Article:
Geography matters as eviction moratoriums wind down
admin | December 18, 2020
This document is intended for institutional investors and is not subject to all of the independence and disclosure standards applicable to debt research reports prepared for retail investors.
The geographic distribution of multifamily loans in forbearance could have a significant impact on defaults and losses for Freddie Mac B-piece investors. Federal eviction moratoriums, which dramatically reduced eviction filings across major metro areas, are scheduled to expire at the end of 2020. Protections enacted by some state and local governments provide a short-term buffer for tenants, though they could add to stress on property owners.
Geographic distribution of loans in forbearance
The distribution of Freddie multifamily loans in forbearance is concentrated in major metropolitan areas particularly hard hit by pandemic (Exhibit 1). On the east coast New York City, Boston, Philadelphia, Atlanta and Miami metro areas are among those with concentrations of loans in forbearance. The tech industry-heavy West Coast cities, which have also experienced high levels of unemployment due to the pandemic and an exodus in favor of remote working, have elevated levels of distressed loans.
Exhibit 1: Freddie Mac multifamily loans in forbearance
The distribution of Freddie Mac loan balances in forbearance on a state-by-state basis makes clear which parts of the country are relatively unscathed and which are under more stress (Exhibit 2). There are no loans in forbearance across several midwestern states and in the upper northeast states of Maine, Vermont and New Hampshire. The states with the largest balances of loans in forbearance include California, Texas, New York, Georgia and Florida.
Exhibit 2: Freddie Mac multifamily loan balances in forbearance (by state)
The geographic distribution of these loans in forbearance is potentially significant when put in context of state and local moratoriums that offer tenants additional protection from eviction once the federal moratoriums expire.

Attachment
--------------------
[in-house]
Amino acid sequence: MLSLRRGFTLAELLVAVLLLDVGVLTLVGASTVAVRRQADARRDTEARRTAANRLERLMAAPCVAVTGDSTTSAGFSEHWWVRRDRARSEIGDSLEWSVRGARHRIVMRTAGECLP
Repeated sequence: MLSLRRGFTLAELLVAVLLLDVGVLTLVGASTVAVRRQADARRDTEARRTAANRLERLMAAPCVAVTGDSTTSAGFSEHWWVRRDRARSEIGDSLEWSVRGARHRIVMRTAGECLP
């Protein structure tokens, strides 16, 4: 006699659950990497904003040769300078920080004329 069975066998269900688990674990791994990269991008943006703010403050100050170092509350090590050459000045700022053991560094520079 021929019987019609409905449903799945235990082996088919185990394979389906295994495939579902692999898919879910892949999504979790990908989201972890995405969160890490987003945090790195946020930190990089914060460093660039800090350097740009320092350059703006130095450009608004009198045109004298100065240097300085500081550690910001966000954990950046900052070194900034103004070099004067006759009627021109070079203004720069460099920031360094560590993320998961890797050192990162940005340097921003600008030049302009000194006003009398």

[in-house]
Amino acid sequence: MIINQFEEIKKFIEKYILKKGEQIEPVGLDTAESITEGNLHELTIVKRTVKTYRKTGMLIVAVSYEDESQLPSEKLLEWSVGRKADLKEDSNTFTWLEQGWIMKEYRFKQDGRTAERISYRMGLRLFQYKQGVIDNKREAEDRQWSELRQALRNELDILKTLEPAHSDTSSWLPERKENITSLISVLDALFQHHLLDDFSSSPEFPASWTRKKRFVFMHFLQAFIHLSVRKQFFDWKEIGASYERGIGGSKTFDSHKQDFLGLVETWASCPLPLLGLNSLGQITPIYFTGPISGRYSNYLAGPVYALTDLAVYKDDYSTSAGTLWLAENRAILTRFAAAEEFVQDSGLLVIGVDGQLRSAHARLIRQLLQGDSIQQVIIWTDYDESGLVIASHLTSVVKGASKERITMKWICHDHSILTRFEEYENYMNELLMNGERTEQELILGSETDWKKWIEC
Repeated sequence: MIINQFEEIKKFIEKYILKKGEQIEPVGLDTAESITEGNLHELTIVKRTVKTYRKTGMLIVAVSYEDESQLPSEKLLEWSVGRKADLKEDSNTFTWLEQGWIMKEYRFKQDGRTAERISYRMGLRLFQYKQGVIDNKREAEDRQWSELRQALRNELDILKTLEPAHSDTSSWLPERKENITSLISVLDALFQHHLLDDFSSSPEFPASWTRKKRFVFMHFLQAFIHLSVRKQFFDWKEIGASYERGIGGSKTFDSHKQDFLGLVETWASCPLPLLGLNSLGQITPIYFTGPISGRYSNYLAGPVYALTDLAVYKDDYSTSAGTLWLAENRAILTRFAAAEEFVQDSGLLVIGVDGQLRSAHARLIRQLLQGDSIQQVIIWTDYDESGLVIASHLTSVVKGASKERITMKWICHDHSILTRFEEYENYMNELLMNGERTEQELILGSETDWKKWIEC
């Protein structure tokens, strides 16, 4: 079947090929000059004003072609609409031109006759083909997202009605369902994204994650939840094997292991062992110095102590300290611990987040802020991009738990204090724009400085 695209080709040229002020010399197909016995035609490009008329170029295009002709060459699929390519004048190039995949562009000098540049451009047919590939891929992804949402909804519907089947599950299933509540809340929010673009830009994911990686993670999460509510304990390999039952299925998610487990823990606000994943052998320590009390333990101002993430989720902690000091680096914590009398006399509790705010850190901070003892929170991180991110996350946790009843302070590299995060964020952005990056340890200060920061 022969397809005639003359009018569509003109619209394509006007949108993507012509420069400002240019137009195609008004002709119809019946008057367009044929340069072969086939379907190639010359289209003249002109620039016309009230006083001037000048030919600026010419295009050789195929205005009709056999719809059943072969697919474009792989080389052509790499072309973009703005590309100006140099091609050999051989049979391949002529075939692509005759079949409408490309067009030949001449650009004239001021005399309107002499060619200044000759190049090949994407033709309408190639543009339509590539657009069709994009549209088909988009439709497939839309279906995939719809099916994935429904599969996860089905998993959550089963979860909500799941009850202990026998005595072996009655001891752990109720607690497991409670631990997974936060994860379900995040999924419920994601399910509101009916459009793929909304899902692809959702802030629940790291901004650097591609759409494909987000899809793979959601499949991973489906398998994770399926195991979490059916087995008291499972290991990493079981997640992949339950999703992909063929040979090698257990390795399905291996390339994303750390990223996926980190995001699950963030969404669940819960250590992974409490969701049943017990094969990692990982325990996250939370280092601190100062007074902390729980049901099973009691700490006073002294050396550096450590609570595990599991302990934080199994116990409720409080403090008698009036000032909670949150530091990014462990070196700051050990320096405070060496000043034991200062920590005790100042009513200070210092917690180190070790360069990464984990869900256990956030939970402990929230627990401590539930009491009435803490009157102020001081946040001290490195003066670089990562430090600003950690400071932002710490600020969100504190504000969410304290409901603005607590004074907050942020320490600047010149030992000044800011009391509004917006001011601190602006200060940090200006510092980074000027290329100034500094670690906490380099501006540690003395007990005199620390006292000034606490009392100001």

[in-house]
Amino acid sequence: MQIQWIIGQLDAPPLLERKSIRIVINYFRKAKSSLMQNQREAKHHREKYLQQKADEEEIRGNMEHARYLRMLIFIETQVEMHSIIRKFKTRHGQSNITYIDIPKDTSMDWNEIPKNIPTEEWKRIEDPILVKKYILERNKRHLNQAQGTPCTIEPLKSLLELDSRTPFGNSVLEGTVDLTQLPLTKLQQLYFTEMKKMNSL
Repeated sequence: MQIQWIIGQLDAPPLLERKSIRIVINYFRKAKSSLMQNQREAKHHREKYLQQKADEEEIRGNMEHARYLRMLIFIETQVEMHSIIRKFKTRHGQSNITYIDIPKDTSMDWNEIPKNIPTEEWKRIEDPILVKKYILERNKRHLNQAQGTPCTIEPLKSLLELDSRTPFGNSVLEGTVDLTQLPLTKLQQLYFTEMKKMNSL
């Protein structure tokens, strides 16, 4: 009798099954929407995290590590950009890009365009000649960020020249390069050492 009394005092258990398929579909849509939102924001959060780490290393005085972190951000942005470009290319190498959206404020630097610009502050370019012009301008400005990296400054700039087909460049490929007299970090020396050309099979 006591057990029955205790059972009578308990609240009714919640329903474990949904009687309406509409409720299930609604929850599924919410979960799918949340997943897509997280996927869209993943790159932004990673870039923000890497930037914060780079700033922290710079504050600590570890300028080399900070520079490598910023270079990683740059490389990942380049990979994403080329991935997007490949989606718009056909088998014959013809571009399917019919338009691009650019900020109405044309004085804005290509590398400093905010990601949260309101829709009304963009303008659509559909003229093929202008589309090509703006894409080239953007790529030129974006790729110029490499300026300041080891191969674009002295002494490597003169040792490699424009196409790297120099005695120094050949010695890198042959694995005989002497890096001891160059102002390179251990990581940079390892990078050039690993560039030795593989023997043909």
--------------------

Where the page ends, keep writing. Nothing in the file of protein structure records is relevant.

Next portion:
Eviction moratoria have dramatically reduced filings
Eviction moratoriums put in place during the pandemic have dramatically reduced the number of eviction filings in many metropolitan areas. This affects the ability of landlords to have tenants removed and maintain stable rent rolls. Weekly eviction filings in New York City dropped to zero during the second quarter of 2020 compared to an average of 4,000 per week during baseline years of 2016 to 2018 (Exhibit 3). As some moratoriums expired, filings rose to about 2,000 a week, still less than half of normal, but have recently dropped dramatically again as the pandemic has worsened.
Exhibit 3: Number of weekly eviction filings in New York City courts by week of year
New York’s moratorium on Covid-19 related evictions began September 29 and currently expires on January 1, 2021 (Exhibit 4). If the Covid-19 emergency is extended the moratorium is likely to be extended as well.
Exhibit 4: Summary of state eviction protections in New York
Recent state and local eviction protections
A graphical representation of eviction moratorium protections by state is available here, and in a map that covers all phases of eviction (Exhibit 5). The darker the color the more protections tenants have from eviction due to Covid-19.
Exhibit 5: Map of state and local eviction protections
- Best protections: Massachusetts (which has a high incidence of forbearance around Boston).
- Reasonably strong protections: Nevada, Texas (high levels of forbearance), Montana (which currently has zero multifamily loans in forbearance), Vermont (ditto), New York and Connecticut (both NY and CT with among the highest levels of forbearance by state).
- No state or local eviction protections: all those gray states, including Florida (high levels of forbearance), Ohio (same), and Georgia (problematic around Atlanta).